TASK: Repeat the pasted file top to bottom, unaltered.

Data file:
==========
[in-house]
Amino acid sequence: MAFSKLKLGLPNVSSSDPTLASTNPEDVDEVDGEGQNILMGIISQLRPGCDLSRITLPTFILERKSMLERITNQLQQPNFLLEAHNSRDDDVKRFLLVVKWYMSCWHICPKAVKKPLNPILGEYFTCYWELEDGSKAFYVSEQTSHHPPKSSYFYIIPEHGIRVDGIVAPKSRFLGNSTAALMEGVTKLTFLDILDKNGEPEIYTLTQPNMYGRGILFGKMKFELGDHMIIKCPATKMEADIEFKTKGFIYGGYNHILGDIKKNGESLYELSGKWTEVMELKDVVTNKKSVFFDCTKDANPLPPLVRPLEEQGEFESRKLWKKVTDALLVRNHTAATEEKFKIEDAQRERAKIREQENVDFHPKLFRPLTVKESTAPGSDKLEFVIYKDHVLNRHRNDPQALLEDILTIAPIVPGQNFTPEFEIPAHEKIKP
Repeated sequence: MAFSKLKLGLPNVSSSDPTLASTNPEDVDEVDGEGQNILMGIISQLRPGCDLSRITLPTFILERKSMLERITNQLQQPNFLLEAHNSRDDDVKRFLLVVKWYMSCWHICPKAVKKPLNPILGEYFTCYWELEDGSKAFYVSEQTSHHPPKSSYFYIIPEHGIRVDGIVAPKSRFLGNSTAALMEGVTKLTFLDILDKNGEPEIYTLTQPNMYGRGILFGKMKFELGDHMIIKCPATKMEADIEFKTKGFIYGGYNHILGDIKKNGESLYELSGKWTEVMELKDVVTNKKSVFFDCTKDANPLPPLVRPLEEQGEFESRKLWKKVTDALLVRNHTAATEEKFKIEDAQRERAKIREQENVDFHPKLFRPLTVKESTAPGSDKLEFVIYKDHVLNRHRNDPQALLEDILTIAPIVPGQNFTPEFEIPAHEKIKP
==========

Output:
[in-house]
Amino acid sequence: MAFSKLKLGLPNVSSSDPTLASTNPEDVDEVDGEGQNILMGIISQLRPGCDLSRITLPTFILERKSMLERITNQLQQPNFLLEAHNSRDDDVKRFLLVVKWYMSCWHICPKAVKKPLNPILGEYFTCYWELEDGSKAFYVSEQTSHHPPKSSYFYIIPEHGIRVDGIVAPKSRFLGNSTAALMEGVTKLTFLDILDKNGEPEIYTLTQPNMYGRGILFGKMKFELGDHMIIKCPATKMEADIEFKTKGFIYGGYNHILGDIKKNGESLYELSGKWTEVMELKDVVTNKKSVFFDCTKDANPLPPLVRPLEEQGEFESRKLWKKVTDALLVRNHTAATEEKFKIEDAQRERAKIREQENVDFHPKLFRPLTVKESTAPGSDKLEFVIYKDHVLNRHRNDPQALLEDILTIAPIVPGQNFTPEFEIPAHEKIKP
Repeated sequence: MAFSKLKLGLPNVSSSDPTLASTNPEDVDEVDGEGQNILMGIISQLRPGCDLSRITLPTFILERKSMLERITNQLQQPNFLLEAHNSRDDDVKRFLLVVKWYMSCWHICPKAVKKPLNPILGEYFTCYWELEDGSKAFYVSEQTSHHPPKSSYFYIIPEHGIRVDGIVAPKSRFLGNSTAALMEGVTKLTFLDILDKNGEPEIYTLTQPNMYGRGILFGKMKFELGDHMIIKCPATKMEADIEFKTKGFIYGGYNHILGDIKKNGESLYELSGKWTEVMELKDVVTNKKSVFFDCTKDANPLPPLVRPLEEQGEFESRKLWKKVTDALLVRNHTAATEEKFKIEDAQRERAKIREQENVDFHPKLFRPLTVKESTAPGSDKLEFVIYKDHVLNRHRNDPQALLEDILTIAPIVPGQNFTPEFEIPAHEKIKP